Home » 77% Of Asset-Intensive Companies Across The Middle East See Technology As Key To Meeting Sustainability Goals

More than three-quarters (77%) of asset-intensive companies across the Middle East believe that technology will be required for their organisation to meet its sustainability goals, making it the top requirement for these businesses overall. Other needs identified include ‘tax on carbon (34%)’, and ‘change in policy/laws (also 34%).’

These were among the key findings of a new independent study commissioned by AspenTech, which polled the opinions of decision-makers working for asset-intensive organisations across the United Arab Emirates (UAE), Qatar and Saudi Arabia.

The research indicates asset-intensive businesses across the Middle East expect government, customers and shareholders to help spur their drive to sustainability. Yet, while decision-makers working for these organisations view these financial and regulatory enticements, and stakeholder pressures as important, technology is the biggest help to businesses in meeting their sustainability objectives.  

The global need for resources, together with the requirement for a significantly lower carbon footprint is driving industry leaders to develop innovative, new solutions. The research findings suggest that the latest advanced technology solutions will play a major role in strategies to reduce emissions from existing assets and in developing new approaches to meet circularity and net zero goals.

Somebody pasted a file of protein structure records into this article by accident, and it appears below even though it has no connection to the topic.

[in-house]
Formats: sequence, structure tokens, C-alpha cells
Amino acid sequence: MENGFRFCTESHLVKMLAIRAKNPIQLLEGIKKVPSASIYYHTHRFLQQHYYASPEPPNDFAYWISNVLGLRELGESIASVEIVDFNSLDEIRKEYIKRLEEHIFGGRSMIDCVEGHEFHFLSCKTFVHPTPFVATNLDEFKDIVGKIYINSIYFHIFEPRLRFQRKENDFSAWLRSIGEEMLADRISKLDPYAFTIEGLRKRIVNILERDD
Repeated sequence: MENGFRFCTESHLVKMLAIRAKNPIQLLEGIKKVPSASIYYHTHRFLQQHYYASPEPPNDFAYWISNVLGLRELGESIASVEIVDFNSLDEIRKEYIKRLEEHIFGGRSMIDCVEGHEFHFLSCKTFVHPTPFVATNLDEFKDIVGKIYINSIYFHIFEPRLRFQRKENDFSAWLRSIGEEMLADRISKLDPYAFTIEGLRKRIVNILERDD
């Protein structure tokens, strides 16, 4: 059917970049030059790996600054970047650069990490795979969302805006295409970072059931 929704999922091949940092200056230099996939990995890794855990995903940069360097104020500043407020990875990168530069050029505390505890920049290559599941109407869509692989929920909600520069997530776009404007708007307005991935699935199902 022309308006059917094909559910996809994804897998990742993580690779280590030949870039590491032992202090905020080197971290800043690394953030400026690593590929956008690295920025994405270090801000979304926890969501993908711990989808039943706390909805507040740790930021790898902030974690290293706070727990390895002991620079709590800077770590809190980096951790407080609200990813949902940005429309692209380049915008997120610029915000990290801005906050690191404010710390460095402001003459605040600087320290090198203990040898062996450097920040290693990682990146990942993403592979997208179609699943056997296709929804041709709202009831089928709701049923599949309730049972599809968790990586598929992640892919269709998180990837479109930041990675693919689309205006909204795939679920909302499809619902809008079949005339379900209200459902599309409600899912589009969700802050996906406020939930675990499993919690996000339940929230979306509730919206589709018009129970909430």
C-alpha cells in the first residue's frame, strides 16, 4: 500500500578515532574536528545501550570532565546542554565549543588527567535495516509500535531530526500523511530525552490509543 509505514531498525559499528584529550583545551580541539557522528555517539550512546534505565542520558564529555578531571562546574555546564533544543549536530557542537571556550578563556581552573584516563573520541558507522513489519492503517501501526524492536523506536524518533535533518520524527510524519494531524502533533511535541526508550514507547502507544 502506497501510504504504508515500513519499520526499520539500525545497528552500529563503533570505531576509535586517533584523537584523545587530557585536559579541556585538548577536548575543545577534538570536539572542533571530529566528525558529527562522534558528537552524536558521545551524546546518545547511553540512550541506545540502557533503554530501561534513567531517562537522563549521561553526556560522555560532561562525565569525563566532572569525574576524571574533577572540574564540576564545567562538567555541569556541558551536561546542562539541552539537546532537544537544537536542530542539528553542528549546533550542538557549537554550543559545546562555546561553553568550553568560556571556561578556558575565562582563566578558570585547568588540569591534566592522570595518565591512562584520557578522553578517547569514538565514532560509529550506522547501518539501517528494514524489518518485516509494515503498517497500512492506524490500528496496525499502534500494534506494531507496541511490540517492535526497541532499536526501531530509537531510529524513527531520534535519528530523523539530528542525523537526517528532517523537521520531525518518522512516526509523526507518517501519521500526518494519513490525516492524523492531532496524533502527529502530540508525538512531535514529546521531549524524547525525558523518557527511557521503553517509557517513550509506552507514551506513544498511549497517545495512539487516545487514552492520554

In identifying a main barrier to their organisation meeting its sustainability targets over the next five years, 50% stated: ‘need to meet increased demand for natural resources’ and 35% referenced ‘lack of money and resources to implement internal sustainability strategies’.

There is a perceived need for software solutions to prove themselves by driving operational and financial efficiencies. Moreover, the survey indicates that the latest advanced technology will also be critically important in enabling businesses to balance the rising pressure for resources with the need for sustainability – the so-called ‘dual challenge’.

63% of executives polled said their organisation was currently building a more innovative culture focused on problem-solving to meet the rising pressure for both resources and sustainability, while 59% claimed they were investing more in digitalisation. But as this investment plays out, there may need to be a change of focus from asset-intensive businesses. 65% rank renewable power among their organisation’s top investment priorities in terms of sustainability over the next five years, with 45% citing energy efficiency.

While an ongoing migration to renewables, together with a shift to more electrification is a positive future trend, asset-intensive businesses should be investing now in innovative carbon capture, utilisation and storage (CCUS) technologies and digital solutions to accelerate the emergence and ultimate success of the hydrogen economy. Doing all this will be critically important in addressing the dual challenge and driving efficiencies while also achieving sustainability goals.

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